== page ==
Simon Power yesterday introduced a shiny new “Criminal Procedure (Reform and Modernisation) Bill” to Parliament. The Nats are touting it as “the biggest change to the criminal justice system in 50 years”. Most reaction so far has been lazily positive, repeating points from the press release. Here’s one typical example:
Changes to the justice system will mean 43,000 less court events every year, less cases going to trial and more flexibility with juries, according to the government. Parliament has today signed off on a justice bill that will bring in some of the most significant changes to court procedures in decades. Justice Minister Simon Power said the 526-page Criminal Procedure (Reform and Modernisation) Bill is the biggest shakeup of the criminal justice system in 50 years.
“It is unacceptable that there are thousands of unnecessary court appearances each year, and that it takes an average of 16 months to complete a jury trial in the High Court and 12 months in the District Court,” he said. The bill will force the defence to identify and disclose any issues before a trial and will allow the court to proceed without a defendant, if the defendant does not have a reasonable excuse for being absent. …
Guilty pleas will be encouraged as early as possible, and out of court discussions between parties will be promoted to ensure there are fewer adjournments and shorter hearings. Only the most serious and complex cases will got to trial.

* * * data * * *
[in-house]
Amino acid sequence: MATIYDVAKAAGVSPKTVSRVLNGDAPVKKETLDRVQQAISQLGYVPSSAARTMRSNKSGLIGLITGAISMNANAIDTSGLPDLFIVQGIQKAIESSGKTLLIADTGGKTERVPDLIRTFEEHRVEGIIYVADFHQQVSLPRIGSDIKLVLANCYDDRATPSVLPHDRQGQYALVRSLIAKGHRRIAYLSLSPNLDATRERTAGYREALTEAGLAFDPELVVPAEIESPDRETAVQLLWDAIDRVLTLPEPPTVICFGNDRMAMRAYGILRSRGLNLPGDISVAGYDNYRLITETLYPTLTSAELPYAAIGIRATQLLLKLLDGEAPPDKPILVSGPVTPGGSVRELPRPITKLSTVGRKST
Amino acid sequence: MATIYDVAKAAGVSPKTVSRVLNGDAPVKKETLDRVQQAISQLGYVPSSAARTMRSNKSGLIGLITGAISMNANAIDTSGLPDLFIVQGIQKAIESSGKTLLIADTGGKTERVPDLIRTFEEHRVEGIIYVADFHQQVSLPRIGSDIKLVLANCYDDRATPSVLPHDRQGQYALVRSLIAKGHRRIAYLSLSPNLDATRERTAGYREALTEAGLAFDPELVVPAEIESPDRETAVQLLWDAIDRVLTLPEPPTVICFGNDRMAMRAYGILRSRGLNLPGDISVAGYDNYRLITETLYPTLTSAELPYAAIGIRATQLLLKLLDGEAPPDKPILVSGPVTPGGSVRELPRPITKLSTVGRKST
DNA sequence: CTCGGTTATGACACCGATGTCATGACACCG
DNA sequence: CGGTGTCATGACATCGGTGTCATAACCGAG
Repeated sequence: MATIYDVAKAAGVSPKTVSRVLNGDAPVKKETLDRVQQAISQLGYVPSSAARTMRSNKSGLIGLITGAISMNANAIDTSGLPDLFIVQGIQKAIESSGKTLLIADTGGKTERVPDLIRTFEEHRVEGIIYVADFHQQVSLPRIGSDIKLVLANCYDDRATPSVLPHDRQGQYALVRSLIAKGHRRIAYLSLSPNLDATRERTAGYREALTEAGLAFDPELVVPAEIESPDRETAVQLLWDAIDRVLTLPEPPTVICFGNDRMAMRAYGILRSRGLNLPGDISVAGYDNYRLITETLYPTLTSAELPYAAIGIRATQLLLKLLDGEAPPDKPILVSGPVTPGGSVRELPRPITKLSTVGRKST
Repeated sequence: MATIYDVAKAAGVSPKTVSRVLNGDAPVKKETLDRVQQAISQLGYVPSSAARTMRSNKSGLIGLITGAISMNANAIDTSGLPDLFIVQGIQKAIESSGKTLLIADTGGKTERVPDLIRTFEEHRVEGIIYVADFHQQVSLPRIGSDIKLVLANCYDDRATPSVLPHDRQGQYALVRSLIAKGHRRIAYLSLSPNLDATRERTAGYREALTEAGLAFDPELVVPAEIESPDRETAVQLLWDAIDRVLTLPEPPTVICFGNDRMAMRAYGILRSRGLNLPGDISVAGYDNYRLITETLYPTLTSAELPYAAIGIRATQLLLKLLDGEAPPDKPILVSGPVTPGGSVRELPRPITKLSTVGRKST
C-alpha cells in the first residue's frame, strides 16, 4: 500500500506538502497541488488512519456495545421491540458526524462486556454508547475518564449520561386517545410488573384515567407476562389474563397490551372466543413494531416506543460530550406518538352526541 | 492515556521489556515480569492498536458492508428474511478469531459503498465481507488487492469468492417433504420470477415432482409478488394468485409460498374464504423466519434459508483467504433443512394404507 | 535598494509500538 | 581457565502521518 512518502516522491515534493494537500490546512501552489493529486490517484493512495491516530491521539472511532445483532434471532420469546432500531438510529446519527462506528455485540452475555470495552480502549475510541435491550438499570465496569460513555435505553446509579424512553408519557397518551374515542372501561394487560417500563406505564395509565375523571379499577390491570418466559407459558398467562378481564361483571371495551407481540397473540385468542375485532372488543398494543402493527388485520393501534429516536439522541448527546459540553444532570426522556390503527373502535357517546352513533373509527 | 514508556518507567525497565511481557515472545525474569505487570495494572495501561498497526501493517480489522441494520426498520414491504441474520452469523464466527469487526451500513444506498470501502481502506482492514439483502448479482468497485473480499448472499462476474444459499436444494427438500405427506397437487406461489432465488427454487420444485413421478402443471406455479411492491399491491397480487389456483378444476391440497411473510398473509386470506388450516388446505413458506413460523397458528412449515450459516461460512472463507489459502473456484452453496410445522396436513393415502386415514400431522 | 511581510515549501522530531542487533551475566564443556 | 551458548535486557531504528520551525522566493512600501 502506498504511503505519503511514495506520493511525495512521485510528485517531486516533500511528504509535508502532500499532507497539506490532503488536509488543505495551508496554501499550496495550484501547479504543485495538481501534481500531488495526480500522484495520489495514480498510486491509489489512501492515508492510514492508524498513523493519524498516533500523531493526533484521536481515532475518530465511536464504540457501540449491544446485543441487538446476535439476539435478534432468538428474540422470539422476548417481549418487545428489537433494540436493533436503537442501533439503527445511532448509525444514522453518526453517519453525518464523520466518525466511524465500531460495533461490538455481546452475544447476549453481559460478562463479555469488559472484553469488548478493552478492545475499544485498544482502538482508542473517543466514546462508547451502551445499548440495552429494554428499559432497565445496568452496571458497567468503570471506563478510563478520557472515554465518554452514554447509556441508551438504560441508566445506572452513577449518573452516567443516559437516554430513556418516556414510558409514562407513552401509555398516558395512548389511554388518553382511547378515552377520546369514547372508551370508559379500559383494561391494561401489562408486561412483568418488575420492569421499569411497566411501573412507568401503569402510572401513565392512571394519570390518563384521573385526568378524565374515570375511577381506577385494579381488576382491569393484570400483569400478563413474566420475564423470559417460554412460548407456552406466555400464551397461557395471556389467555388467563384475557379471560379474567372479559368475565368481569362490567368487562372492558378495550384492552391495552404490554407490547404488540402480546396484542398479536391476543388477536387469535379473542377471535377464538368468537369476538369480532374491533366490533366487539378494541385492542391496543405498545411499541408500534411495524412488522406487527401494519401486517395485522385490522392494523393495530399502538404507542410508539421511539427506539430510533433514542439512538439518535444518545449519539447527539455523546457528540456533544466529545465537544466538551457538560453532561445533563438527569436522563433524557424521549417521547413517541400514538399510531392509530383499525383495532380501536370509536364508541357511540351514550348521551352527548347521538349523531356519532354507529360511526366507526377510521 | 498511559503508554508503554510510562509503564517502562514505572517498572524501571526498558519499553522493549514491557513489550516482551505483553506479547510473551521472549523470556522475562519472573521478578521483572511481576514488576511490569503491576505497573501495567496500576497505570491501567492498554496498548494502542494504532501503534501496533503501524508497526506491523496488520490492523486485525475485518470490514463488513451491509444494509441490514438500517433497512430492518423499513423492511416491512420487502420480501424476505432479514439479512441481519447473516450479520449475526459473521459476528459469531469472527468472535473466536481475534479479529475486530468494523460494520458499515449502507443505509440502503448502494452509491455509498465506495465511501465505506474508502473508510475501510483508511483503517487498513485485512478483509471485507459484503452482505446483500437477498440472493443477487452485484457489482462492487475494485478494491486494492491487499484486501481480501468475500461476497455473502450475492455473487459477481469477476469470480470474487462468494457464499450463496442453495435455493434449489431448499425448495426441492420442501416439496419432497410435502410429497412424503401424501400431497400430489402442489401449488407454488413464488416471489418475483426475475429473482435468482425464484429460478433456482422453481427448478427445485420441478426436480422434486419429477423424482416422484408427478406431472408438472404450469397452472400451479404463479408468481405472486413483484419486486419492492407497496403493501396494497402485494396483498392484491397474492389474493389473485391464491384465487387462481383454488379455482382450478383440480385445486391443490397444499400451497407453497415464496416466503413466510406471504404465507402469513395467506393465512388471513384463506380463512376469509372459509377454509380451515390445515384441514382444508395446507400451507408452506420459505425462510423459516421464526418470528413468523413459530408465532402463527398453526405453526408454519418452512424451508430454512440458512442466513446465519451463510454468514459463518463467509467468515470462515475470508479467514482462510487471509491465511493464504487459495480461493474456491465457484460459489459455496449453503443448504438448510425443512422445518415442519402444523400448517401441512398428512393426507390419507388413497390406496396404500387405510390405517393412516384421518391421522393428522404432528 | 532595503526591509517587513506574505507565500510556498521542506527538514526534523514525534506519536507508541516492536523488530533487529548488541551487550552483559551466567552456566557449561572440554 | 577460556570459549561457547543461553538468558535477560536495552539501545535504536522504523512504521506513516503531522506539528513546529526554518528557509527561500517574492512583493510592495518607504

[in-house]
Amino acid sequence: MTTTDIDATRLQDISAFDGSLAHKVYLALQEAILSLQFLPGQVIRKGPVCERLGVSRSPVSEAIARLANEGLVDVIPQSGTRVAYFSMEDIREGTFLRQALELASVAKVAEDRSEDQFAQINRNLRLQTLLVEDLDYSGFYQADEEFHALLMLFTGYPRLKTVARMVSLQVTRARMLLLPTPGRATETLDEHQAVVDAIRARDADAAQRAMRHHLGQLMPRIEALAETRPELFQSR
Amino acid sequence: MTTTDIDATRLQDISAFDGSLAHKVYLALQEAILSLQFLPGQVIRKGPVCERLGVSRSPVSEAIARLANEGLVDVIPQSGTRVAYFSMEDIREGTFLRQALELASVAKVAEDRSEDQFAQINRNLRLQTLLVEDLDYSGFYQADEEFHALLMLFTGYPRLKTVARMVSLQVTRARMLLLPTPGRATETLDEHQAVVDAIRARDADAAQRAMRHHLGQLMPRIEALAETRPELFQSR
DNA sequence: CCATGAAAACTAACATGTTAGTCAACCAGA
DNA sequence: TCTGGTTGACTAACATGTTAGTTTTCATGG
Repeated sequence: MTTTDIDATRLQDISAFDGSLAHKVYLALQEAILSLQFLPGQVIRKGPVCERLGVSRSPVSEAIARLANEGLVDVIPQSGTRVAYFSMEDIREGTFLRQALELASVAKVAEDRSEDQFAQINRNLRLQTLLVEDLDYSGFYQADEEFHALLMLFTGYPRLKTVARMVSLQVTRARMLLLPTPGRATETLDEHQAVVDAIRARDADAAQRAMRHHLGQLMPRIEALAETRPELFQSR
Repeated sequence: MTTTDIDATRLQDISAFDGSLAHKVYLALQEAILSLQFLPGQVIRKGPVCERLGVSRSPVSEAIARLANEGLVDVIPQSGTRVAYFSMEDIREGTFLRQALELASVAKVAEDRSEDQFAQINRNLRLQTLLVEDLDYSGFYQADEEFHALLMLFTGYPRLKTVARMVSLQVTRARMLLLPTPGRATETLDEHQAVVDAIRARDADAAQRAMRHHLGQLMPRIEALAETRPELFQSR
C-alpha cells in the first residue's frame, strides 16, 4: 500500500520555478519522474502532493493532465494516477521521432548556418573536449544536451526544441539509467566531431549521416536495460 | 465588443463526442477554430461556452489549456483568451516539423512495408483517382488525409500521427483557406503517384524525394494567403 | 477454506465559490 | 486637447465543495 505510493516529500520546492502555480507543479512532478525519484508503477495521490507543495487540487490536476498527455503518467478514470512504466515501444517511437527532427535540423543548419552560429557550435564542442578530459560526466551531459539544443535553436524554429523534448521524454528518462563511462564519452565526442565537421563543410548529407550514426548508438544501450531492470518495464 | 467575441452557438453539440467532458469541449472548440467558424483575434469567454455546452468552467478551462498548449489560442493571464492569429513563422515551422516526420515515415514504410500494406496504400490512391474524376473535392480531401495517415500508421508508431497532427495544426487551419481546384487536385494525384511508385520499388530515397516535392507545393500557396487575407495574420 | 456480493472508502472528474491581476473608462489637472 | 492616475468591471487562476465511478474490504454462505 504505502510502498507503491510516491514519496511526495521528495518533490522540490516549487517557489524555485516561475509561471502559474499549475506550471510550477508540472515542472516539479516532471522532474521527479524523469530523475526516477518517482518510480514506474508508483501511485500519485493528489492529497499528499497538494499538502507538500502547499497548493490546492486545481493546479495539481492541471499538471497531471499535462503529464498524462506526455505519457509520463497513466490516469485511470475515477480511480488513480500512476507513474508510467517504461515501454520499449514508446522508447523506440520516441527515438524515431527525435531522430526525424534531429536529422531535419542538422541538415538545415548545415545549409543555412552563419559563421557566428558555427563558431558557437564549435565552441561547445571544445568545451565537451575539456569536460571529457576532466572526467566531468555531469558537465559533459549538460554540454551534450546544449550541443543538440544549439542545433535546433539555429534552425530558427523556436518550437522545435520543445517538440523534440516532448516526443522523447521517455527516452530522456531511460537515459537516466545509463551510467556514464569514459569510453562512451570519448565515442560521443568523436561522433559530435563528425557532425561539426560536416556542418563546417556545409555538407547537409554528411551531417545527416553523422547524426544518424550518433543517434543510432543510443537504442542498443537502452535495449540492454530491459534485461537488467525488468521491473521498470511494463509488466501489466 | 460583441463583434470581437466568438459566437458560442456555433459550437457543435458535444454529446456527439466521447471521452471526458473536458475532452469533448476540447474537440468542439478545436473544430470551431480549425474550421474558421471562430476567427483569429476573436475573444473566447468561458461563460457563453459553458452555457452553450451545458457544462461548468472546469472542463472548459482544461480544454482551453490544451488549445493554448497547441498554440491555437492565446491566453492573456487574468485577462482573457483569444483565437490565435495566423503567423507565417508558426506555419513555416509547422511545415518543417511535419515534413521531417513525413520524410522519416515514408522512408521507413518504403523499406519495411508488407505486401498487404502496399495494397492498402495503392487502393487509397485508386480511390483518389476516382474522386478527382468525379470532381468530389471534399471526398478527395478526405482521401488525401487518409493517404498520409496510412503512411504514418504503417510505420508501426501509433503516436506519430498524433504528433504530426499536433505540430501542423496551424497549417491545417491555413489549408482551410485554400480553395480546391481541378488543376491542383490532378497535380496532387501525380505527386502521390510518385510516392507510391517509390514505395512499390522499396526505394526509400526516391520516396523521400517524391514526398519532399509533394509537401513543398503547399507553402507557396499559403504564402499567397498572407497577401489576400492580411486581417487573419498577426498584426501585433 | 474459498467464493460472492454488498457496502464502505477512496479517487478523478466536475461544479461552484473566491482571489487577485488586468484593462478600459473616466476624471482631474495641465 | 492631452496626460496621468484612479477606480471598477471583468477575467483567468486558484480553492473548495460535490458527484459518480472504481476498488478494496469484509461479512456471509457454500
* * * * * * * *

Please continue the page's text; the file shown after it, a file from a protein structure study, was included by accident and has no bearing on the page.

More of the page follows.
Power said the changes have the potential to save $24 million over five years and free up 16,000 court sitting hours each year.
Sounds good eh? There certainly is a problem with overloaded courts. A little nip here, a tuck there, an voila, much more efficient. But hang on a minute – what are we nipping and tucking? I have seen only one report that critically examines the issue:
Rights to jury trial to be restricted
Justice Minister Simon Power today introduced a bill which he says proposes the biggest changes to the criminal justice system in 50 years. Among the most drastic changes under the Criminal Procedure (Reform and Modernisation) Bill are reserving a jury trial to only the most serious cases – which carry a minimum of three years imprisonment. …
High profile barrister Barry Hart says the bill is a direct attack on people’s basic rights.
“It is unduly restrictive. Another example, month by month, we seem to be losing rights of the basic individual,” he says. Mr Hart agrees the criminal justice system needs a revamp but says the new bill fails to address the real crux of the issue.
“There’s no two ways about it there needs to be a speedy trial process, but here for reasons I can never understand, we have no priority system for people in custody.”
The barrister also slams the idea of a trial proceeding without a defendant. “[It’s] completely wrong in principle, I’ll always be against that process. If you have a trial in the absence of an accused it’s not really a trial is it.”
Trial by a “jury of our peers” is a one of our fundamental legal rights — should we be so quick to abandon it? The origins of habeas corpus are even older (back to the twelfth century) — what kind of trial is it without the defendant present? And what other devils are lurking in the details?
I await the reaction of the legal community with great interest (calling Andrew Geddis!). But for now I share the concerns of Barry Hart — it looks like the Nats are engaged in yet another attack on our fundamental rights.
Update: Further concerns expressed.